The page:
We are all a part of the Spiral
Hurricane Irma was coming straight for us. For days the forecast had narrowed until everything pointed to St. Petersburg. Strangely, having grown up here with my grandmother always saying this peninsula was protected by the Indians who left their mounds here, I felt like it would somehow turn, at the last moment, like it always had. That did not prevent me from boarding up my house, laying in water and food, planning to loss electricity, having two escape plans and knowing exactly how far away the shelter was. It seemed in those last days of preparing that time slowed to a crawl. And as the hours passed and the storm crept closer people began to show their true natures. It reminded me of the nurse at the cancer ward who told me “now you will see who these people really are and it will surprise you. The ones you thought were nice may not be, people you thought little of will shine, people will turn away… cancer makes people real”. I think hurricanes do the same.
Family called, friends called. People thought I was crazy for staying. I thought about my mother’s saying, “If it’s your day to die and you hide under the bed, the bed will fall on you.”
It did turn… in those last hours and I worried for those people who at the last found it was coming for them. It came for all of Florida in one way or another.
After the storm, on that first evening, a spontaneous gathering of the folks who stayed on our block occurred on the street. Everyone emerged seemingly at the same time from their boarded up houses, laughing, chatting, sharing wine and stories. I looked around to see most houses still intact, trees down, everything scattered, yet the breeze was so cool, the light very special, people’s faces so warm, so kind, I knew that this was a very special moment. One I would remember, these neighbors were now much more to me, nature had changed us. For a very short time the whole world was just our tiny block cut off by a big downed oak, the dogs running and playing in the street just as we did.
I don’t wait well. But life is really about waiting to see what happens. We do all we can but then we wait, and good or bad it never fails to surprise.
What did I do while I waited? I painted. The paintings are like the storm - calm and turbulent, sharp then soft, all movement - spiraling. Darkness amid striking light. Did the hurricane find it’s way into those canvases? How could it not? Certainly it occurred to me that over the last year I have been focused, almost obsessed, with the spiral, painting it over and over. I have been saying in this blog as I recorded events occurring that we are all a part of the spiral.
For a brief time the spiral was both outside and inside me. I stood on my porch and felt its power. And it was both beautiful and terrifying.
Meet me on the other side of the storm.
I hope this day finds you safe.
Stories have power! Nothing is lost if someone remembers. Tell their stories in words, in music, in paint.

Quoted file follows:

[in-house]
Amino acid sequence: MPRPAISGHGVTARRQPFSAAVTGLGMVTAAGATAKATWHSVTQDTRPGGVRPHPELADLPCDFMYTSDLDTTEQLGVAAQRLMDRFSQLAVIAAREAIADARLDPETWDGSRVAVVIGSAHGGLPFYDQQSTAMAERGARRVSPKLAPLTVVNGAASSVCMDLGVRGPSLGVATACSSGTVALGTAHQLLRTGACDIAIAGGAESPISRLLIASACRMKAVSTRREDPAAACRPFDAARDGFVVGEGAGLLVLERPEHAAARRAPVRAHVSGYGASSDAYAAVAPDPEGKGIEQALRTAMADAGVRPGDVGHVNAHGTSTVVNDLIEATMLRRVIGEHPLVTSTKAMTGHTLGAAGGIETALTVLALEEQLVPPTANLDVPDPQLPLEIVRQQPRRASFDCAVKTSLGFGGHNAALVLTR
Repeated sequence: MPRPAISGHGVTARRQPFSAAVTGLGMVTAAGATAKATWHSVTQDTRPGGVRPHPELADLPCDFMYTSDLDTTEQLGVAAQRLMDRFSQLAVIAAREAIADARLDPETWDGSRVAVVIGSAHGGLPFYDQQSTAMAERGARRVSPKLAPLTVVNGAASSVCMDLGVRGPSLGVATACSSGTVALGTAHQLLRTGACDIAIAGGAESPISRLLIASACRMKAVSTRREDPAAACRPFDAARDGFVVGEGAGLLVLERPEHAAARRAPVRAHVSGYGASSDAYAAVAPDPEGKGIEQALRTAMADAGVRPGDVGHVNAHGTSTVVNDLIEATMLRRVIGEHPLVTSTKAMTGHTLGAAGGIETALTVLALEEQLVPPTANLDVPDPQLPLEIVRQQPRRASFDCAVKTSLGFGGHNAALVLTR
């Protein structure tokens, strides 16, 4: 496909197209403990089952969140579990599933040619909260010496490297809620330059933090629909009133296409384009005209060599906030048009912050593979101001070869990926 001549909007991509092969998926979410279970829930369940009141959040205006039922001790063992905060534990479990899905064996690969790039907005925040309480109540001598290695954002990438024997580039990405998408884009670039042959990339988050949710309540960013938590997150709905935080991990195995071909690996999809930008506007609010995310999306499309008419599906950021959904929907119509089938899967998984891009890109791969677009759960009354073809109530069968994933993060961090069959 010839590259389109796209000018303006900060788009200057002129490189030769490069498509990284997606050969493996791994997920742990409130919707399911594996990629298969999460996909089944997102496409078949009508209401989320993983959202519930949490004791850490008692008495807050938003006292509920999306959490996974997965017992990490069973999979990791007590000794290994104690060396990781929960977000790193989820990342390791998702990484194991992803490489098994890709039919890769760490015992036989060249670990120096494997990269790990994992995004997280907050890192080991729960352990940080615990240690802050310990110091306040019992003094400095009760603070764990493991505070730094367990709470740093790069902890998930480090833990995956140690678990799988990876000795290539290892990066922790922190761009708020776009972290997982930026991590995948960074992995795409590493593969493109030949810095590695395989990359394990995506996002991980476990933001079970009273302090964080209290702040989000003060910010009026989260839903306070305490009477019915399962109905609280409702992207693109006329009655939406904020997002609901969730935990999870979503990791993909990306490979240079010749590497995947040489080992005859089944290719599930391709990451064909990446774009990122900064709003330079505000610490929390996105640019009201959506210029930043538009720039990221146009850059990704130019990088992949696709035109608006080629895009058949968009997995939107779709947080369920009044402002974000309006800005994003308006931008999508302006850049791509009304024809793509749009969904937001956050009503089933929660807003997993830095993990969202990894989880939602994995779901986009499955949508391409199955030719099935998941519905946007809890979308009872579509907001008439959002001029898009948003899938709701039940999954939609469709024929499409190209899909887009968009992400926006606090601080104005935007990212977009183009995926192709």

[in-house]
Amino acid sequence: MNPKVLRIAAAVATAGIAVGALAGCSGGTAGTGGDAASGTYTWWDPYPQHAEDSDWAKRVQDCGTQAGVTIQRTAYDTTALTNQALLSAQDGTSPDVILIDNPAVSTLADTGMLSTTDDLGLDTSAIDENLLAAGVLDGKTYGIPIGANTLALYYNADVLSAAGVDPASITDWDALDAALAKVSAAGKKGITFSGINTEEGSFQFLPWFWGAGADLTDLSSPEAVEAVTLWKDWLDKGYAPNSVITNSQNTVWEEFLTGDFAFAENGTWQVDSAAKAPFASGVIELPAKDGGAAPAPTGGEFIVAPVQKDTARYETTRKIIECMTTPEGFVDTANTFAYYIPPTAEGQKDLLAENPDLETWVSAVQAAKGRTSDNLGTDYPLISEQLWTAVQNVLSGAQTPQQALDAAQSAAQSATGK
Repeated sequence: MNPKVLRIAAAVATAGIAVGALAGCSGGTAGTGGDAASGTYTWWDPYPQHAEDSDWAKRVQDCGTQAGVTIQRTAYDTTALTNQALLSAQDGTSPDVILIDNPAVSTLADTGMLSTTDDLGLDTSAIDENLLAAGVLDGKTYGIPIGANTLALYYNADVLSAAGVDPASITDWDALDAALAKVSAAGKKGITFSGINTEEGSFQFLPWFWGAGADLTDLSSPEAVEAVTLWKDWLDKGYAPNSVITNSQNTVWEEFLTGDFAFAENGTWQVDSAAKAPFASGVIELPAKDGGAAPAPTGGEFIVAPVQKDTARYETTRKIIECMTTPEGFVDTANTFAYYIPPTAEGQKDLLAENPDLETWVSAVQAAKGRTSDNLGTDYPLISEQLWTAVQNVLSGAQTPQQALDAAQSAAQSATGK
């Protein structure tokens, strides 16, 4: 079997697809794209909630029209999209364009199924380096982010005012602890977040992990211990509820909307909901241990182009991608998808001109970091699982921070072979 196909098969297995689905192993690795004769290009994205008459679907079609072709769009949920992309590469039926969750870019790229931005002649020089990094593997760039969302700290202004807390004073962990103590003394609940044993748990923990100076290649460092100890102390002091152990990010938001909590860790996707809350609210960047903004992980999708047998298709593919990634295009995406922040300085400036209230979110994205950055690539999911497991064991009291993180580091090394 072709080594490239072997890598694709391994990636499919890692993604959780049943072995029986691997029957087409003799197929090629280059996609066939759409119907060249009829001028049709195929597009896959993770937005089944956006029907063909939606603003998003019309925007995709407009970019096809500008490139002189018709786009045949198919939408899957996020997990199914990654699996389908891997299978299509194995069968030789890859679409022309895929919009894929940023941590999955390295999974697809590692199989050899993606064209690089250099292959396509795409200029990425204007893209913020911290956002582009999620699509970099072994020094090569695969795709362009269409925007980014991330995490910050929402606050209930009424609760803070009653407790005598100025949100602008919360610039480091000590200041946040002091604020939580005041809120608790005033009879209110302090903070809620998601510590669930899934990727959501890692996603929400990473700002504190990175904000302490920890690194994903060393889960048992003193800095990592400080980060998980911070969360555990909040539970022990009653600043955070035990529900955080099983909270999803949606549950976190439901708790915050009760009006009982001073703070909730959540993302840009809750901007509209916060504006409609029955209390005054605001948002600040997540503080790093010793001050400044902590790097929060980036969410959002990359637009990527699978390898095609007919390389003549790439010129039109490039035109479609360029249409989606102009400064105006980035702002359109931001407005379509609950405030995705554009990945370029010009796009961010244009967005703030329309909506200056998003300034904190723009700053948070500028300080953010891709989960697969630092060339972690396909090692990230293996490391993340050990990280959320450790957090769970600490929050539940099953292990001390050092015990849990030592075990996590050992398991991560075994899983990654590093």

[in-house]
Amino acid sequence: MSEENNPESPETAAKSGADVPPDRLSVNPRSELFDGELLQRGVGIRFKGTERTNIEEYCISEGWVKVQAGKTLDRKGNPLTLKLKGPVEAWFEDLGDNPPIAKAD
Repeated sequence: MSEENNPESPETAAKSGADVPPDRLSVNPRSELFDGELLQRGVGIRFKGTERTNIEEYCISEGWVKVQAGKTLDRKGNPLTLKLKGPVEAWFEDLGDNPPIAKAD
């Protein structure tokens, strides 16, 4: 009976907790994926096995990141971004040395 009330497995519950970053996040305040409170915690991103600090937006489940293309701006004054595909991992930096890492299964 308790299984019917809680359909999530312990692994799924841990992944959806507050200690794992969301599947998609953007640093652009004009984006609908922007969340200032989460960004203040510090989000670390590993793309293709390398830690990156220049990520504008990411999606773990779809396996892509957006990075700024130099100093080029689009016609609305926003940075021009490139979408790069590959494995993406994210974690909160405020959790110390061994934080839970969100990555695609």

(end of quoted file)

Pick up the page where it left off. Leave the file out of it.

They connect us to the past, the now, and the future.
With so many friends and family in Texas, Hurricane Harvey has filled my thoughts for the last several days. Remembered news pictures of Katerina, my own experience of Agnes as a child, my grandmother’s stories of the great hurricane of Miami 1926. Her house was the only one left standing for blocks, she said because it was made of stone. She was a new wife 20 years old. She and my grandfather had come to Miami for work. After the hurricane she turned her house into a big kitchen and cooked for her entire community while everyone pitched tents and rebuilt around her. She was an amazing woman, already a seasoned survivor. An orphan, who at six, came to live with a family who had lost their only child. She recalled to her grandchildren that she had nothing by the clothes on her back and a hand written note our family still has. It had her name, her age at last birthday and that she had had measles, whooping cough and small pox. She had no birth certificate, no pictures, no one, just hope for a better future. She continues to be the standard I weigh my life against. She had so much love for people, for life, for every new day and every opportunity.
People amaze me in how we have the ability to continue to move forward in terrible times.
The earth has such power to create and to destroy. I have problems with finding balance. Balance between living joyously and losing myself to despair of all the hate, death, sadness, and cruelty that is this world.
But always in the darkest of times it is all of the people like my grandmother that inspire and give me hope. I stand amazed at the power of stories - how they matter, how they change you.
It is my greatest hope that my paintings can touch people, ignite their stories. It’s why I paint, to engage, to be able to have a conversation soul to soul. My painting Ravens Flight is about freeing my mother’s soul from the tethers of life, Alzheimer’s had imprisoned her, at her death she was at last free again but I held her so tightly, mourned her so deeply I also had to let go so she could fly. It was purchased by a gentleman who was battling cancer. He and his wife were facing their own letting go and anticipated flight. I asked them where they planned to hang it? “By the bed” was their response. Such a private place. We shared that moment. He has since made his journey. And when I think of that painting now is more than just my mother’s story, it is his story too.
Nothing is lost it someone remembers.
We are all a part of the spiral
YaeL Kelley lives and works at her studio in the Artist Enclave of historic Kenwood in St. Petersburg, Florida. Petersburg, Florida.